Women gamers just as competitive as men, says Ryan
Oberon's COO thinks that action-puzzle games can bridge the core and casual markets
Oberon Media's new COO, Don Ryan, believes that there is little difference between male and female gamers.
"My experience at MSN and Xbox Live is that women are as competitive if not more competitive than men, except that they just don't want to spend or have the time or learn 'up-down-X-X-Y-Y'...They don't want to deal with that," he told GamesIndustry.biz.
"You give them one button, they'll kick your butt."
Ryan also recognises that although the current generation of consoles aren't necessarily considered as casual devices, that could change significantly over time - so that while the USD 300-500 price points of the Xbox 360 and PlayStation 3 can compare with the PlayStation 2 when it launched, Sony's older console has a much bigger casual appeal today.
"I agree with your general premise in that, if I'm a single mom that really likes puzzle games, I'm not necessarily going to go and buy a PlayStation 3 to come home and download Bejeweled," he said.
"When we designed Xbox Live Arcade...That's the reason it had a retro-arcade tilt to it. We knew that we had to have the rabid owner of the box completely engaged. So, you know, Geometry Wars and the rest of it.
Then, what happens, underneath it you have this nice foundation of Hexic, Bejeweled and Astro Pop."
Ryan knew that the users of the Xbox 360, and those who paid for content and services, were often different people - giving Microsoft the potential to reach both.
"What we tried to do was, again, segment into these two core audiences, with some content bridging - puzzle games always bridge, especially action puzzle games - and link them to the community."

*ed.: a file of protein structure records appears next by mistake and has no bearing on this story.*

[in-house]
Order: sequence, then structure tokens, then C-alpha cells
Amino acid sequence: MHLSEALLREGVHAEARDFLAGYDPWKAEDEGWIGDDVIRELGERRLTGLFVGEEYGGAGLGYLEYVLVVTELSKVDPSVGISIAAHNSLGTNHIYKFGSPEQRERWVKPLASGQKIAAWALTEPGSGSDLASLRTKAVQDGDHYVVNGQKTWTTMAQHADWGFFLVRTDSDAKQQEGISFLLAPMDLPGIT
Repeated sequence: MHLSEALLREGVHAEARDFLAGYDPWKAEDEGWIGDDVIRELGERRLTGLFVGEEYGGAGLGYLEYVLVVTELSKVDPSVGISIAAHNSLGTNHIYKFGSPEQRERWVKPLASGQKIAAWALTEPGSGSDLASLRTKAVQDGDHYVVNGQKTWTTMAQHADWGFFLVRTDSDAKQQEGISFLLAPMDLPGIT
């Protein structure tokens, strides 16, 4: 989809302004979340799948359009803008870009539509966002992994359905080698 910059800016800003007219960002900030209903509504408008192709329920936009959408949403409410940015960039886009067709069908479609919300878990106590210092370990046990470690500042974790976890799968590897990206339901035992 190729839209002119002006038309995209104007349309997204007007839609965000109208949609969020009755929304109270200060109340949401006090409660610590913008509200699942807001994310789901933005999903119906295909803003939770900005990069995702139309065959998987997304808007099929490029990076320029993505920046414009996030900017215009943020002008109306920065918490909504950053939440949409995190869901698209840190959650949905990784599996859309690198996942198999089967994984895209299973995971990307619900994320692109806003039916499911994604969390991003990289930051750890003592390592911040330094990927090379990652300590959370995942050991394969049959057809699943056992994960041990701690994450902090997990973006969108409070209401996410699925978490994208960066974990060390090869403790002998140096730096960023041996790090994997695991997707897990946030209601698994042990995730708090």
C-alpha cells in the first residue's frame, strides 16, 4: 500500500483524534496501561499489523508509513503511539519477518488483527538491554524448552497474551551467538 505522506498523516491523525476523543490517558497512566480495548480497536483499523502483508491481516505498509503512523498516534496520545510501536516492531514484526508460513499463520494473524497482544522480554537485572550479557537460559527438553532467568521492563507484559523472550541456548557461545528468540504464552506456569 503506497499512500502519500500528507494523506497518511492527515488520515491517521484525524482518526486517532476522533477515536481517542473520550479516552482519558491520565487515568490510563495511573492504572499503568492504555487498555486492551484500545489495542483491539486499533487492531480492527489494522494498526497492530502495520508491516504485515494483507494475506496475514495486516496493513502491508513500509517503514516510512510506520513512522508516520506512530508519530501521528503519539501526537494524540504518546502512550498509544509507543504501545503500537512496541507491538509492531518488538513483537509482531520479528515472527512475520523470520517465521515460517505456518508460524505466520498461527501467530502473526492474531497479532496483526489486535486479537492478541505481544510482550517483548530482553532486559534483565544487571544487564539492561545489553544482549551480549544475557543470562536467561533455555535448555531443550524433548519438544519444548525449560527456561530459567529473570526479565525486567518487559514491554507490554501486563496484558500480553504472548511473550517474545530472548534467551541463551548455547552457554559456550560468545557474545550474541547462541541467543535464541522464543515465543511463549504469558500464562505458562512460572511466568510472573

"And what ended up happening is exactly what we thought. 'Hey, I'm familiar with that. I know how to play that! Get out of my way. Oh, I beat you!. And then the competition kicks in..."
To date, Oberon's titles haven't yet appeared on the PlayStation Network or WiiWare - but that could change in the near future.
"Ultimately, what we're going to try to concentrate on are a few set of core platforms, then we'll partner with people for expanding the distribution of our intellectual property across other platforms," he said.
"Just like any publisher who is focused, we are going to identify potential franchise extensions and find people who are just as excited about our IP for those devices."
So, while the company doesn't have any plans to internally build WiiWare games, for example, that doesn't mean they won't talk to other parties about exploiting their IP on other platforms.
"Ultimately, what you are going to see is the PS3, the Xbox 360...as the price curves comes down, you are going to see more and more casual content."
The complete interview with Don Ryan is now online.
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